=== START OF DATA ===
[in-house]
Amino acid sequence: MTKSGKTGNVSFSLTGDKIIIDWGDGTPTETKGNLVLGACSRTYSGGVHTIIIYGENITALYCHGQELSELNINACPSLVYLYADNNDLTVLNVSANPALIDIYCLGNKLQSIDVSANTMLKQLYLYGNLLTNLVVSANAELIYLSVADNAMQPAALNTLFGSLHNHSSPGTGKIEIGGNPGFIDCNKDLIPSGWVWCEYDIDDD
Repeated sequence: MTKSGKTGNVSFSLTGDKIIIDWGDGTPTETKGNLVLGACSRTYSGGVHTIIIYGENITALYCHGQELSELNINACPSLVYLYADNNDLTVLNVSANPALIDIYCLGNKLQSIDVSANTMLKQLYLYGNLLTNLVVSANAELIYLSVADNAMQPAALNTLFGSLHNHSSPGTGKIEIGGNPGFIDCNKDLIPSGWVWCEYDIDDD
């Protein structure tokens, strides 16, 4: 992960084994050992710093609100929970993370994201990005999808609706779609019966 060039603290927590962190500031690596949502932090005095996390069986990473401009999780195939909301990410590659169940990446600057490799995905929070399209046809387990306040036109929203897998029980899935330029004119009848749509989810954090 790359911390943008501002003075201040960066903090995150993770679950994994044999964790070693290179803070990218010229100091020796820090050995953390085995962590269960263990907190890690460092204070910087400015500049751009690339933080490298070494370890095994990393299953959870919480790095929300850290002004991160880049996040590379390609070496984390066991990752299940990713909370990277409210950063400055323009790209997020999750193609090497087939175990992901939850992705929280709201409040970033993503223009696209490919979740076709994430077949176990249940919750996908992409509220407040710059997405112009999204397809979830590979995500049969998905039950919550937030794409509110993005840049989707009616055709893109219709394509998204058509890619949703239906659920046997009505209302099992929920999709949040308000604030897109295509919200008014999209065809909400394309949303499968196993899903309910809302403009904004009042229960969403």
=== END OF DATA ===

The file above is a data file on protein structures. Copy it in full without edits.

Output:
[in-house]
Amino acid sequence: MTKSGKTGNVSFSLTGDKIIIDWGDGTPTETKGNLVLGACSRTYSGGVHTIIIYGENITALYCHGQELSELNINACPSLVYLYADNNDLTVLNVSANPALIDIYCLGNKLQSIDVSANTMLKQLYLYGNLLTNLVVSANAELIYLSVADNAMQPAALNTLFGSLHNHSSPGTGKIEIGGNPGFIDCNKDLIPSGWVWCEYDIDDD
Repeated sequence: MTKSGKTGNVSFSLTGDKIIIDWGDGTPTETKGNLVLGACSRTYSGGVHTIIIYGENITALYCHGQELSELNINACPSLVYLYADNNDLTVLNVSANPALIDIYCLGNKLQSIDVSANTMLKQLYLYGNLLTNLVVSANAELIYLSVADNAMQPAALNTLFGSLHNHSSPGTGKIEIGGNPGFIDCNKDLIPSGWVWCEYDIDDD
């Protein structure tokens, strides 16, 4: 992960084994050992710093609100929970993370994201990005999808609706779609019966 060039603290927590962190500031690596949502932090005095996390069986990473401009999780195939909301990410590659169940990446600057490799995905929070399209046809387990306040036109929203897998029980899935330029004119009848749509989810954090 790359911390943008501002003075201040960066903090995150993770679950994994044999964790070693290179803070990218010229100091020796820090050995953390085995962590269960263990907190890690460092204070910087400015500049751009690339933080490298070494370890095994990393299953959870919480790095929300850290002004991160880049996040590379390609070496984390066991990752299940990713909370990277409210950063400055323009790209997020999750193609090497087939175990992901939850992705929280709201409040970033993503223009696209490919979740076709994430077949176990249940919750996908992409509220407040710059997405112009999204397809979830590979995500049969998905039950919550937030794409509110993005840049989707009616055709893109219709394509998204058509890619949703239906659920046997009505209302099992929920999709949040308000604030897109295509919200008014999209065809909400394309949303499968196993899903309910809302403009904004009042229960969403």